The First Principles Take on the Debate

Last night Americans enjoyed a rare opportunity. The presidential campaign actually focused on an area that’s truly the responsibility of thecommander in chief: foreign policy. But as the men who would be president sparred over individual issues ranging from China’s trade policy to the war in Afghanistan, they were missing a larger, more important point.

The true consistency of American foreign policy is found not necessarily in its policies, which prudently adapt to changing circumstances, but inits guiding principles, which are unchanging and permanent.

The country would be better served if the candidates would sign on to certain governing principles, and then rely on these principles to guide their actions. As Professor Charles R. Kesler put it after the second debate, “The questioners kept asking for more details, but don’t they see it’s not the details but the principles of the myriad new laws and programs on offer that they seek? They could never hope to grasp all the details, and shouldn’t want to.”

So what principles guide America’s foreign policy?

America’s Role in the World. America does have a special role in the world—one that is morally and philosophically grounded in the principles of human liberty, and in its sense of justice. This does not mean that the United States has a duty to topple all tyrannical regimes and establish republican governments the world over. That said, the United States may determine that in certain cases it is necessary to fight the monsters of despotism in order to protect its interests, defend freedom, and preserve peace.

Liberty is America’s cause. At the heart of America’s exceptionalism is the universal principle that all are free by nature because each person possesses inherent rights. In a world that mostly does not hold these truths, the United States should encourage the recognition of individual rights and the institutions of constitutional government to protect those rights. As George Washington explained in 1789, “It should be the highest ambition of every American to extend his views beyond himself, and to bear in mind that his conduct will not only affect himself, his country, and his immediate posterity; but that its influence may be co-extensive with the world, and stamp political happiness or misery on ages yet unborn.”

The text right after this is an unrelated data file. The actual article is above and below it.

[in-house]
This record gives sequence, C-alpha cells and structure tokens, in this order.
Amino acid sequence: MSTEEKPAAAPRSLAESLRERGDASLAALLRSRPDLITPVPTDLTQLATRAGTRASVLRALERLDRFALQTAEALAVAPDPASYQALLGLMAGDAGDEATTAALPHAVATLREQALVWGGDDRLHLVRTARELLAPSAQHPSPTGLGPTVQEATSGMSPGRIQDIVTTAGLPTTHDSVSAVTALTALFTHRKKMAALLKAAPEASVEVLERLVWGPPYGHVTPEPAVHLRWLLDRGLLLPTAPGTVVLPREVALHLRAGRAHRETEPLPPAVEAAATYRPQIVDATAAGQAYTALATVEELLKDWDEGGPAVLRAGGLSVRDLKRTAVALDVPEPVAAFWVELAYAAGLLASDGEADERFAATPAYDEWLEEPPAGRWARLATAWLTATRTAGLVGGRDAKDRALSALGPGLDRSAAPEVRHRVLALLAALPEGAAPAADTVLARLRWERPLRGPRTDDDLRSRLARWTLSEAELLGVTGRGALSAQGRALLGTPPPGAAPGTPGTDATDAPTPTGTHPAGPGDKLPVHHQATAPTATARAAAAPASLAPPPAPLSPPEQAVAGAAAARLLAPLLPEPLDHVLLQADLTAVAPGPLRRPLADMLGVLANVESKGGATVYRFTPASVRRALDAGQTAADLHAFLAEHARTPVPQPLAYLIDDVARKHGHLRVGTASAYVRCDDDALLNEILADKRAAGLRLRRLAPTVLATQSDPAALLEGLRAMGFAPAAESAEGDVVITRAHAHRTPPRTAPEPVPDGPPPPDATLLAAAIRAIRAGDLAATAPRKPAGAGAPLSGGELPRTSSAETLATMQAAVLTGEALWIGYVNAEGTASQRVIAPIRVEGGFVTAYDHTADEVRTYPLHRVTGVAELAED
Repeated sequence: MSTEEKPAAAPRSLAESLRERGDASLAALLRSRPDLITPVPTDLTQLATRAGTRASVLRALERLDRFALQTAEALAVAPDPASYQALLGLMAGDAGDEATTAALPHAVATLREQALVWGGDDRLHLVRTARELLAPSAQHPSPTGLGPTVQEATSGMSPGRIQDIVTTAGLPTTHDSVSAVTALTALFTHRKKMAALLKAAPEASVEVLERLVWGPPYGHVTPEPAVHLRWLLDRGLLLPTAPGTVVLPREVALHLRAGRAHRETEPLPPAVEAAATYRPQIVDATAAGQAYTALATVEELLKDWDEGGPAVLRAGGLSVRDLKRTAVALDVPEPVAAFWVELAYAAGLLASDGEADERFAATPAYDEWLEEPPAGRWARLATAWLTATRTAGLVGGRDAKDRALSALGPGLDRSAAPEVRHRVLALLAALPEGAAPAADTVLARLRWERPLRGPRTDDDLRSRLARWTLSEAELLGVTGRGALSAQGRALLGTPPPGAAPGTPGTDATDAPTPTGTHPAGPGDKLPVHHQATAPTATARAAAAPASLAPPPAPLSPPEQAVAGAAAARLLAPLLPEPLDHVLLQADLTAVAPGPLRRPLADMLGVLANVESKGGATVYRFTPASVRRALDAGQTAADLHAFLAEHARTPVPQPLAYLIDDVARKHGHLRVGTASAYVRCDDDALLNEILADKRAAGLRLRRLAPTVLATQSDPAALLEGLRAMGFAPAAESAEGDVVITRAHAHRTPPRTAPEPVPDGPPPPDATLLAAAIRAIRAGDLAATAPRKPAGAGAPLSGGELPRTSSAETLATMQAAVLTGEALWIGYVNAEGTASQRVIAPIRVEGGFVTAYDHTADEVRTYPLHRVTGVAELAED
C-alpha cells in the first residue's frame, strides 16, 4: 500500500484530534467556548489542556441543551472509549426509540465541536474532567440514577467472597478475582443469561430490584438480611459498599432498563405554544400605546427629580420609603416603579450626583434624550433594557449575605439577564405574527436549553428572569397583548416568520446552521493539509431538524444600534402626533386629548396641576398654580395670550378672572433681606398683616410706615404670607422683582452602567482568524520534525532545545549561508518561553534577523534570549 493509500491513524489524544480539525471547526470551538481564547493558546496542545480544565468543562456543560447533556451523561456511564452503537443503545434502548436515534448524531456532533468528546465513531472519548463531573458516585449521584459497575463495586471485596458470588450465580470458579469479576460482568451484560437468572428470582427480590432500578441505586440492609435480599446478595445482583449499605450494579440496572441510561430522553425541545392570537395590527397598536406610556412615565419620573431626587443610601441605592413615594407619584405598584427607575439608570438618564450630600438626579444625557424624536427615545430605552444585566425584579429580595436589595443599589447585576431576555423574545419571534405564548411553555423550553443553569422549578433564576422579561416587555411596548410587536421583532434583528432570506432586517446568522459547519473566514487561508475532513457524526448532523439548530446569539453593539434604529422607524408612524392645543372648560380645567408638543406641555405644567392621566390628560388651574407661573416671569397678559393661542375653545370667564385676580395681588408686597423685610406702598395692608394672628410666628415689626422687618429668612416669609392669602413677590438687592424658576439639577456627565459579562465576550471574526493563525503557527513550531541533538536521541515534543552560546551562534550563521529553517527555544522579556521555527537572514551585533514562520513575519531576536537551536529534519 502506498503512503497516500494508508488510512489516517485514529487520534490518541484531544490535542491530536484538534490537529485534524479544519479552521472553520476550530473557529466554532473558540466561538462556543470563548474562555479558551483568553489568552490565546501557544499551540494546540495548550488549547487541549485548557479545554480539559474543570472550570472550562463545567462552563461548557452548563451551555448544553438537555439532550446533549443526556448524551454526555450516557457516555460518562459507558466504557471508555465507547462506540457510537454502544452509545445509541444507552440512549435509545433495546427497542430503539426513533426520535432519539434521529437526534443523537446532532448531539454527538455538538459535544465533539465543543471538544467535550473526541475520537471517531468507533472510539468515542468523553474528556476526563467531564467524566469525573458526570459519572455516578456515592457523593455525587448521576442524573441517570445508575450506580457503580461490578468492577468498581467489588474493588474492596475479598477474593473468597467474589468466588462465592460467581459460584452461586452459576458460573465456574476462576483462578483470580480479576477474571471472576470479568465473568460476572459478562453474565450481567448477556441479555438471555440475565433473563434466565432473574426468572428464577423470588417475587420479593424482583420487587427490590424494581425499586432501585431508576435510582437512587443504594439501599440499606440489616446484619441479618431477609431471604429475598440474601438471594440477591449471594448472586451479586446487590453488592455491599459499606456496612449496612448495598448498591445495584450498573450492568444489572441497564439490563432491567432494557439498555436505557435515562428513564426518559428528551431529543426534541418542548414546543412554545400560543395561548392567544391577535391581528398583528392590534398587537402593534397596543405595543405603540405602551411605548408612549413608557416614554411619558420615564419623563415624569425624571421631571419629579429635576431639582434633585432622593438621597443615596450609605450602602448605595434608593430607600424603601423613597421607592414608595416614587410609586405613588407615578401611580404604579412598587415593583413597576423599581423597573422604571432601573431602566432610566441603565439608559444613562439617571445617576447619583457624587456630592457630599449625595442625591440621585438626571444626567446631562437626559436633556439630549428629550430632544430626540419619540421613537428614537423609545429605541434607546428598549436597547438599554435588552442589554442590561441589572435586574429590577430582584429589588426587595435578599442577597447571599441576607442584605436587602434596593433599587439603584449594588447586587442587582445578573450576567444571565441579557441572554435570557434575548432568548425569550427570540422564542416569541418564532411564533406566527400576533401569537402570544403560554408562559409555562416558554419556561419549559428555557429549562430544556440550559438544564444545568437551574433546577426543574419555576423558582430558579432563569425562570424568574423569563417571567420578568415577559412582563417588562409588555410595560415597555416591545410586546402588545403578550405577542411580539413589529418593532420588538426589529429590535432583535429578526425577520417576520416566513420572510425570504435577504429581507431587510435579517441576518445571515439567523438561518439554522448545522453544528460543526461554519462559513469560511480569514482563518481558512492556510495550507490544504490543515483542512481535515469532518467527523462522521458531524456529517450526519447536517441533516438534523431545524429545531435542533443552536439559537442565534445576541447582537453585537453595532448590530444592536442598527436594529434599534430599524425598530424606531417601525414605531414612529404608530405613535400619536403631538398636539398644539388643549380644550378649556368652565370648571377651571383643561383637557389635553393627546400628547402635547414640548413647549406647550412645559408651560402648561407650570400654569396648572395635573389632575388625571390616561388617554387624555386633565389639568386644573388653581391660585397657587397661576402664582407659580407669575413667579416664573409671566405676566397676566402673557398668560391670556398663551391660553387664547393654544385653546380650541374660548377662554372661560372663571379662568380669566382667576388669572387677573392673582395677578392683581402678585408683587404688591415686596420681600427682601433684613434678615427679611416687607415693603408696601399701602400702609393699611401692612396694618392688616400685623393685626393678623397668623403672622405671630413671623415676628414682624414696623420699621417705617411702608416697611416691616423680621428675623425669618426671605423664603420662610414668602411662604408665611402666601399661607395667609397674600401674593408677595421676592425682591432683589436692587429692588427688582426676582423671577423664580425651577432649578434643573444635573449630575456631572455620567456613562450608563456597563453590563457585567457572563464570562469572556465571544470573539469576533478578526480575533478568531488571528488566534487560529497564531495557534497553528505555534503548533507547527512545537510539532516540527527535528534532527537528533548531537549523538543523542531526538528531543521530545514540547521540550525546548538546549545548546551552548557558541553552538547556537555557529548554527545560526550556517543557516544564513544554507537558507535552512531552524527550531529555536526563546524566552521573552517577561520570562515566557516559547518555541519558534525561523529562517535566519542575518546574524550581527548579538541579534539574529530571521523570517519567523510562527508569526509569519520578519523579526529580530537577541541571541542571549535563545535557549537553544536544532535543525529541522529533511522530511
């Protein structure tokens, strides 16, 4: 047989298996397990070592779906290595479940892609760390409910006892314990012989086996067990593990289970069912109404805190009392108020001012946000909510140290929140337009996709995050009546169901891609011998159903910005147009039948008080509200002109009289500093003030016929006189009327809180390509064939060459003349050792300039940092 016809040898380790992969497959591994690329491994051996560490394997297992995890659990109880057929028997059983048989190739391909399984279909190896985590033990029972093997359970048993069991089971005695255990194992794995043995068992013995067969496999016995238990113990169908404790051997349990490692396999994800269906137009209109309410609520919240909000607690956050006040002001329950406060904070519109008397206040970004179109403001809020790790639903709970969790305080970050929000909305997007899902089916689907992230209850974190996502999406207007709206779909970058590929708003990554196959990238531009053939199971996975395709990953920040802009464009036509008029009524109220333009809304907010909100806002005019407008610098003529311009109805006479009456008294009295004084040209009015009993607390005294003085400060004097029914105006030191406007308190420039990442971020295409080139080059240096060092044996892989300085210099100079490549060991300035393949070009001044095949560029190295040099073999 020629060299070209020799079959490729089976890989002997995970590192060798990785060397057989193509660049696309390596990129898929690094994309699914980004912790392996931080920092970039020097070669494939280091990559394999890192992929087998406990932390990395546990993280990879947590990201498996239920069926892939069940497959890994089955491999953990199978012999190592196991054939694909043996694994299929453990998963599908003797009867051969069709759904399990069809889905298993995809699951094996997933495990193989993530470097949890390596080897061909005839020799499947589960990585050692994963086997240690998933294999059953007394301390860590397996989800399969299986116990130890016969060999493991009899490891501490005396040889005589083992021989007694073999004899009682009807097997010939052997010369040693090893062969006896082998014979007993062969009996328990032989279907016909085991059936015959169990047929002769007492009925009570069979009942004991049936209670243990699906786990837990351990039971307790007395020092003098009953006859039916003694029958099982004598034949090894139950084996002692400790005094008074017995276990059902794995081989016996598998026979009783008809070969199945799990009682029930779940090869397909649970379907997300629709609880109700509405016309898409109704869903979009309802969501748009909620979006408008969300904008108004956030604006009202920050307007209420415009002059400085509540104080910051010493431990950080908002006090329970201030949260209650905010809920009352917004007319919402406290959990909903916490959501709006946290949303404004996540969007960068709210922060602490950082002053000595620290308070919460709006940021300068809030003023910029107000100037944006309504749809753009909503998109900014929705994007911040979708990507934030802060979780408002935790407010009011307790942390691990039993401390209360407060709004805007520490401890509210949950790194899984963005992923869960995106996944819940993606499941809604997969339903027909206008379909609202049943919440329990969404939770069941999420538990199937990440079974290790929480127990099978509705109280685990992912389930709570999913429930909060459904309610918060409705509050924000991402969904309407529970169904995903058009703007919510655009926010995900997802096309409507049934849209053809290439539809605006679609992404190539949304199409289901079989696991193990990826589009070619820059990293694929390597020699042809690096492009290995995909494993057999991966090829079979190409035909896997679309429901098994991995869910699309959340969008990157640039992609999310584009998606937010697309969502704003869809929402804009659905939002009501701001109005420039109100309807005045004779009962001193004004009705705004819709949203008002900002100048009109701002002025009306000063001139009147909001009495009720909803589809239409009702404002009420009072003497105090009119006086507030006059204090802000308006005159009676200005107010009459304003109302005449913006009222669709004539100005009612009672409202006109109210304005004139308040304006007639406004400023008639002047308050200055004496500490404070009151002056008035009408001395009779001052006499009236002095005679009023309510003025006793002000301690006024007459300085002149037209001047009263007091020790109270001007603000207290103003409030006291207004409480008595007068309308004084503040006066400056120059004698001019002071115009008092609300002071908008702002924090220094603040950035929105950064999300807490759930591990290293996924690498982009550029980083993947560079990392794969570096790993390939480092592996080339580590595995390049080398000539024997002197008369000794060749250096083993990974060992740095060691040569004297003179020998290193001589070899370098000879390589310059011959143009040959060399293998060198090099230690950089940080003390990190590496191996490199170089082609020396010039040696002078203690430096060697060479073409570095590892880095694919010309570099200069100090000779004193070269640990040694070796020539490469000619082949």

National Independence matters. Independence means that it is always in our interest to prevent the United States from becoming subservient to the interests of another nation.  The most important goal of American foreign policy is to defend the independence of the United States, so that America can govern itself according to its principles and pursue its national interests.

Conviction matters. The way to prevail in the ideological challenges against us—from radical Islamic terrorism to resurgent transnationalism and other anti-American forces—is to actively defend and promote America’s principles and the spread of economic and political freedom around the world. Public diplomacy plays an especially important role in this principle.

Advance freedom on all fronts. Especially economic freedom. Free trade policiescreate economic dynamism, which engenders continual innovation and leads to better products, new markets, greater investment–and more jobs. Countries that have the lowest trade barriers also have the strongest economies, the lowest poverty rates, and the highest average levels of per-capita income.

These principles ought to—but haven’t—guided our actions.

In recent years, we’ve been reminded that, without American leadership, the world is a more dangerous place—for Americans and for freedom. Transnational terrorism, rampant anti-Americanism, unaccountable international institutions, nuclear proliferation, and regional conflict all represent threats to our security, our liberties, and our prosperity. The ability of rogue nations and hostile non-state actors to use weapons of mass destruction against the United States creates a new and compelling reason for America to defending itself actively. A weak America, at home or abroad, endangers not only the peaceful and productive future of this country, but also that of its friends and allies.

The lesson of these last four years is that the United States must have the will and the means to stay involved in the world. Not only to protect the nation and its citizens from freedom’s adversaries, but also to defend its principles, policies, and vital interests wherever they may be threatened. By providing for the common defense, protecting the freedom of American commerce, and seeking peaceful relations with other nations,  America can continue its international leadership and advance the ideas of political, economic, and religious freedom.

The friends of freedom everywhere have always looked to America and drawn great inspiration from its ideas, example, and actions. This must remain true in the next administration—and far beyond.



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